The referee also found that the explanation of the delay in presenting the application for relief was that: "The defendant Johnson has been continuously incarcerated in the state penitentiary since approximately two weeks subsequent to the rendition of judgment. He is an indigent without funds with which to hire a private attorney. During the interval between the date of sentence and about the month of January, 1963, the defendant relied upon the promise of his trial lawyer to take an appeal and believed that it was taken and pending. The lawyer's failure to communicate with defendant during that period finally raised a doubt in his mind whether an appeal had actually been taken. This influenced defendant to write and mail successive letters to his former lawyer, dated January 12, 1963, and April 22d 1963, respectively, in which he made inquiry respecting the status of his appeal. These letters remained unanswered because the former attorney was unaware of their existence or transmittal. The defendant was deprived of legal assistance or guidance from that source.

"Subsequently the illiterate defendant has been compelled to shift for himself without the benefit of counsel in an endeavor to protect his rights in the prosecution of his appeal. Further delay was occasioned by the preparation of his ineffectual petition for relief to the District Court of Appeal."

These findings are supported by substantial and convincing evidence. The lawyer involved based his denial of having promised to appeal largely upon his inability to recollect having promised to do so, and upon the practice of his office to appeal only cases the attorney believed were meritorious. As pointed out in the Tucker case, supra, where the defendant requests that an appeal be taken, even though the attorney may feel that the appeal lacks merit, the attorney is under a positive duty to protect his client's rights.

[2] Of course, the findings of the referee are not binding on this court, but they are entitled to great weight ( In re Riddle, 57 Cal.2d 848, 853 [ 22 Cal.Rptr. 472, 372 P.2d 304]). We have independently reviewed the record. Such review impels the conclusion that the referee's findings should be adopted as the findings of this court, and they are so adopted. These findings make the rule of Tucker, supra, applicable to the present case.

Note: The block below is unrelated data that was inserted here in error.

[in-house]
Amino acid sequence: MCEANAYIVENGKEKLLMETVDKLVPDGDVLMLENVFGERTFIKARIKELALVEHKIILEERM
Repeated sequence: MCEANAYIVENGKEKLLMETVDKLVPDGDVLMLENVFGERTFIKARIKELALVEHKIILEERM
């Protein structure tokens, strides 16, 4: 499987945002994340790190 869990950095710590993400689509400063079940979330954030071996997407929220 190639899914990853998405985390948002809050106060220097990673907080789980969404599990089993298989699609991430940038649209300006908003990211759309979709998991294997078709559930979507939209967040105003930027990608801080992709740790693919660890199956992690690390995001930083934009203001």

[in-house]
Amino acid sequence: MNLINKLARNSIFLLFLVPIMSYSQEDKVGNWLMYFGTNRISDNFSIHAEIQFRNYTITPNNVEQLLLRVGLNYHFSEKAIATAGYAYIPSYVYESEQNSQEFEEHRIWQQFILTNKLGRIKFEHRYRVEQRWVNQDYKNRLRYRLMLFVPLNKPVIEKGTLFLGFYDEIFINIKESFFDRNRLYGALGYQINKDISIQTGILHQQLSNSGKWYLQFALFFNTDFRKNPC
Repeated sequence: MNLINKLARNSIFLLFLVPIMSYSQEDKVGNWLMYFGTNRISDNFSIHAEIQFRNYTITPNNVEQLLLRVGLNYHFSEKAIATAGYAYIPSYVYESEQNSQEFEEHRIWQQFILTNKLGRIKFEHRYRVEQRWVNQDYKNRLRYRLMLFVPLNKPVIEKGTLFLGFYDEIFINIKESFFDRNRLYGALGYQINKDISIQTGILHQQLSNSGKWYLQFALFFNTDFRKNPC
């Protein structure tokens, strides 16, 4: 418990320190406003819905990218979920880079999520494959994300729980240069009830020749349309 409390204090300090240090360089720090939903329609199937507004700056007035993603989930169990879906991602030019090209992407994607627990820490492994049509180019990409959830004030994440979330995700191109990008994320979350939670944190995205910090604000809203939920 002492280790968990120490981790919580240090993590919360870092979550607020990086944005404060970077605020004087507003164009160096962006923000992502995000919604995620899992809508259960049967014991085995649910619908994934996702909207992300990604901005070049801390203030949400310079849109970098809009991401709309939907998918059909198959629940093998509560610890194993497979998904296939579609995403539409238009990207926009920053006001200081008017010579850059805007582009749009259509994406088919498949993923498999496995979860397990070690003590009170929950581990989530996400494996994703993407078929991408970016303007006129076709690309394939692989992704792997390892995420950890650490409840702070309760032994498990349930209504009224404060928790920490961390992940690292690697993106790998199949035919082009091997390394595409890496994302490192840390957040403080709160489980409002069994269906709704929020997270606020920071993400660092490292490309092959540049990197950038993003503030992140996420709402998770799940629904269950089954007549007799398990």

[3] This case differs from the Tucker case only in that apparently petitioner proceeded directly to the appellate court for relief before first tendering a notice of appeal for filing to the superior court. This, under the facts, should not, and does not, affect his right to relief under the rule. The delay in seeking relief was satisfactorily explained.

[1b] Petitioner's application for relief under rule 31(a) is granted, and the Clerk of the Superior Court of the County of Los Angeles is directed to file the notice of appeal if the same is tendered to him not later than 10 days after this decision becomes final, and then to proceed with the preparation of the record on appeal.

Traynor, C.J., McComb, J., Tobriner, J., Peek, J., and Schauer, J., concurred.

Retired Justice of the Supreme Court sitting under assignment by the Chairman of the Judicial Council.

Summaries of

People v. Johnson

Supreme Court of California
Oct 15, 1964
61 Cal.2d 843 (Cal. 1964)

In People v. Johnson, 61 Cal.2d 843 [ 40 Cal.Rptr. 708, 395 P.2d 668], the delay was seven months, and it was held that when a person is incarcerated and reasonably believes that his attorney is handling the appeal, such a delay does not bar relief. That rule is here applicable.

Summary of this case from People v. Madrid

In People v. Johnson, supra, 61 Cal.2d 843, a seven-month delay was excused on the ground that Johnson had reasonably relied on the promise of his attorney to appeal.

Summary of this case from People v. Curry
Case details for

People v. Johnson

Case Details

Full title:THE PEOPLE, Plaintiff and Respondent, v. WALLACE LANE JOHNSON, Defendant…

Court:Supreme Court of California

Date published: Oct 15, 1964


61 Cal.2d 843 (Cal. 1964)
40 Cal. Rptr. 708
395 P.2d 668